The Association of U S West Retirees



Ex-VP likely not key witness
Weisberg may testify about Qwest culture at Nacchio's trial
By Jeff Smith, Rocky Mountain News
Friday, December 30, 2005

Former Qwest senior executive Marc Weisberg may be useful to federal prosecutors with his general knowledge of how the Denver telco was doing in 2001 and of the pressure former CEO Joe Nacchio exerted on employees to meet his expectations, according to sources familiar with the case.  But Weisberg isn't expected to be a critical witness on specific transactions or to possess a "smoking gun" against Nacchio.  Instead, potential key witnesses in the government's insider trading case against Nacchio are expected to include former Chief Financial Officer Robin Szeliga, former President Afshin Mohebbi and former top sales executive Gregory Casey.

Weisberg, Qwest's former executive vice president of corporate development, pleaded guilty Wednesday to one felony count of wire fraud in connection with a vendor stock case and agreed to cooperate with the government.

Another indication that Weisberg's possible testimony isn't deemed essential is that the government hasn't made a move to delay his March 3, 2006, sentencing date until after Nacchio's trial to be sure of his cooperation.  Under the proposed plea agreement, subject to court approval, Weisberg would receive two years of probation, including two months of house arrest, instead of jail time.

Nacchio was indicted on 42 insider trading charges last week in connection with selling more than $100 million of Qwest stock in the first five months of 2001.  Nacchio is accused of selling his stock at a time when he knew the telco wasn't doing nearly as well as portrayed to investors.  His trial date hasn't been set.

Weisberg, a former investment banker and certified public accountant, was considered one of Nacchio's top senior executives during his tenure at Qwest from 1997 to 2001.  He managed Qwest's corporate investments and was involved in mergers and acquisitions, including the U S West deal, which closed in mid-2000.

But the relationship between Nacchio and some senior executives appeared to grow tense in 2001 as Qwest struggled to meet its financial targets and integrate what Nacchio considered to be the plodding, bureaucratic culture of U S West, a local phone monopoly, with the fast-moving culture of Qwest, a nationwide fiber-optic company.

"It was simply cultural warfare, red state vs. blue state," said Tom Friedberg, a Denver telecommunications analyst at the time and a former U S West employee.  "Time and service (U S West employees) resented youth and talent, and youth and talent had no respect for time and service."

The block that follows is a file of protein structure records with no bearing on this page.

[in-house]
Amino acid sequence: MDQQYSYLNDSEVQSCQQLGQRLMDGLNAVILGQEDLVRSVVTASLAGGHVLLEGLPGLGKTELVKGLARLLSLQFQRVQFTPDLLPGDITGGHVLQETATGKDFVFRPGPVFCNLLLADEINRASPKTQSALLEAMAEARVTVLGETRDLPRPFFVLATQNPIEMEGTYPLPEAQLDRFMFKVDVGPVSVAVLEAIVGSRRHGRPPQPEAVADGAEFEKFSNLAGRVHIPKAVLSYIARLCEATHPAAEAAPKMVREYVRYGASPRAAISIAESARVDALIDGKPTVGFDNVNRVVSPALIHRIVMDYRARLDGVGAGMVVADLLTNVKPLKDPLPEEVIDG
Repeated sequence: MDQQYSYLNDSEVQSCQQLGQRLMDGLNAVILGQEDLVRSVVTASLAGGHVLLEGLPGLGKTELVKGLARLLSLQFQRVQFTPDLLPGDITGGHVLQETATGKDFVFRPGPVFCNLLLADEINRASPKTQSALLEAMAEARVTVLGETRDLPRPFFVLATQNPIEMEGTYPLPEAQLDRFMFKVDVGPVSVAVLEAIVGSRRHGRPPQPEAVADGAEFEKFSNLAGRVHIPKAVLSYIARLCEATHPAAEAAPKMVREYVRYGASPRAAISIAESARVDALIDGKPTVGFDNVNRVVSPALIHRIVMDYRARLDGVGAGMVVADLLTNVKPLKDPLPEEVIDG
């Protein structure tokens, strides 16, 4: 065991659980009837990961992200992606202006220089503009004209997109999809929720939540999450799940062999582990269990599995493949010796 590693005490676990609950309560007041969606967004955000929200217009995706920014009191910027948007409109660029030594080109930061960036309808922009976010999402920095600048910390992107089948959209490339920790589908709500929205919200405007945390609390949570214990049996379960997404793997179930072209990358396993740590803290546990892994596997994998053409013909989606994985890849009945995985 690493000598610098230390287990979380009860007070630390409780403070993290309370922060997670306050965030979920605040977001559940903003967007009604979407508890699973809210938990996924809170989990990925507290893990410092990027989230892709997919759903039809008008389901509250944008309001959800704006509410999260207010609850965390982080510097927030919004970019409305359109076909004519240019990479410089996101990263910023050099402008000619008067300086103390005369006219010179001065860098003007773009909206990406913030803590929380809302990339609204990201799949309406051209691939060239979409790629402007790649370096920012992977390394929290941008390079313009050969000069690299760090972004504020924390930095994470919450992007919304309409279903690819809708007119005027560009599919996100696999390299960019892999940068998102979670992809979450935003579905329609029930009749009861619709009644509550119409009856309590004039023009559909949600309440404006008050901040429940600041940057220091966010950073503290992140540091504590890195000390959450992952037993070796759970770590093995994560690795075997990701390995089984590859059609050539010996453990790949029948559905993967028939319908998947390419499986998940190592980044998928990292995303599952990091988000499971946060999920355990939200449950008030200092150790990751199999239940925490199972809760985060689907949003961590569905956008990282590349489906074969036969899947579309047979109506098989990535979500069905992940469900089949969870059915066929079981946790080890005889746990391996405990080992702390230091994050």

With Nacchio's pre-merger senior executive team cashing out tens of millions of dollars of stock options, they no longer had a financial incentive to work long hours.

Nacchio "didn't have the help of his senior lieutenants," Friedberg said.

When Weisberg and Lew Wilks, chief strategy officer, left in fall 2001 on the heels of three other key departures, some analysts expressed concern about Qwest's management depth.

Nacchio bristled.  At a Goldman Sachs investment conference in New York in early October 2001, Nacchio blamed the management departures on an infirmity he described as "they all got very rich."

"I've learned a lot of times that (when this happens), they don't listen to you anymore," Nacchio said.  They "would rather buy a house in the Cayman Islands or Hawaii."

While Nacchio didn't mention anyone by name, Weisberg was the one who had bought a vacation home in the Cayman Islands.  Weisberg was said to be upset by Nacchio's remarks.

Weisberg had made $29 million in stock profits by the time he left Qwest, according to a Rocky Mountain News analysis based on Vickers Stock Research data.  Weisberg sold stock between February 1999 and January 2001, with January accounting for about 25 percent of his sales.

While that overlaps slightly with Nacchio's alleged insider trading period, Weisberg wasn't a target in that case.  Weisberg was indicted in a separate case last February, alleging that he took advantage of his position to pressure vendors to steer low-priced stock to him.

If Weisberg testifies in the Nacchio case, it may be more on the order of a general characterization of Qwest's culture, similar to Szeliga's testimony in the 2004 trial of four former midlevel Qwest executives.

Szeliga testified in that trial that Qwest was a "pressure cooker" and "chaotic" and that Nacchio expected better financial results than Qwest's business units believed they could achieve.,2777,DRMN_23910_4350796,00.html